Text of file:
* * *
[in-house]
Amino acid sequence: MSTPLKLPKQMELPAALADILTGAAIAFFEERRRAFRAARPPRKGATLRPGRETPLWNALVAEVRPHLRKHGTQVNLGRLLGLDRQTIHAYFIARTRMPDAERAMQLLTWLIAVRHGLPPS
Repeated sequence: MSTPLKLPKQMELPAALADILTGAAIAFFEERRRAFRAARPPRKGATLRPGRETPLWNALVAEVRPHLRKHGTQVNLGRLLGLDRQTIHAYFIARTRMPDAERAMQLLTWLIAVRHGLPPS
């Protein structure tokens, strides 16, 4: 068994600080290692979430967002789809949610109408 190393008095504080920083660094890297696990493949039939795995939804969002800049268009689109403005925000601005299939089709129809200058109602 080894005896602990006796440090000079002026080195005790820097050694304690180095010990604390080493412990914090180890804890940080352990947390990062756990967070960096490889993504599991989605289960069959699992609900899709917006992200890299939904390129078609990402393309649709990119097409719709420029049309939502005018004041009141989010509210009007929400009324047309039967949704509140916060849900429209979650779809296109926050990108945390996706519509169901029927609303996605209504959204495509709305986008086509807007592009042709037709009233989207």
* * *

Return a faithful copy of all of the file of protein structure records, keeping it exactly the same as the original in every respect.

[in-house]
Amino acid sequence: MSTPLKLPKQMELPAALADILTGAAIAFFEERRRAFRAARPPRKGATLRPGRETPLWNALVAEVRPHLRKHGTQVNLGRLLGLDRQTIHAYFIARTRMPDAERAMQLLTWLIAVRHGLPPS
Repeated sequence: MSTPLKLPKQMELPAALADILTGAAIAFFEERRRAFRAARPPRKGATLRPGRETPLWNALVAEVRPHLRKHGTQVNLGRLLGLDRQTIHAYFIARTRMPDAERAMQLLTWLIAVRHGLPPS
């Protein structure tokens, strides 16, 4: 068994600080290692979430967002789809949610109408 190393008095504080920083660094890297696990493949039939795995939804969002800049268009689109403005925000601005299939089709129809200058109602 080894005896602990006796440090000079002026080195005790820097050694304690180095010990604390080493412990914090180890804890940080352990947390990062756990967070960096490889993504599991989605289960069959699992609900899709917006992200890299939904390129078609990402393309649709990119097409719709420029049309939502005018004041009141989010509210009007929400009324047309039967949704509140916060849900429209979650779809296109926050990108945390996706519509169901029927609303996605209504959204495509709305986008086509807007592009042709037709009233989207």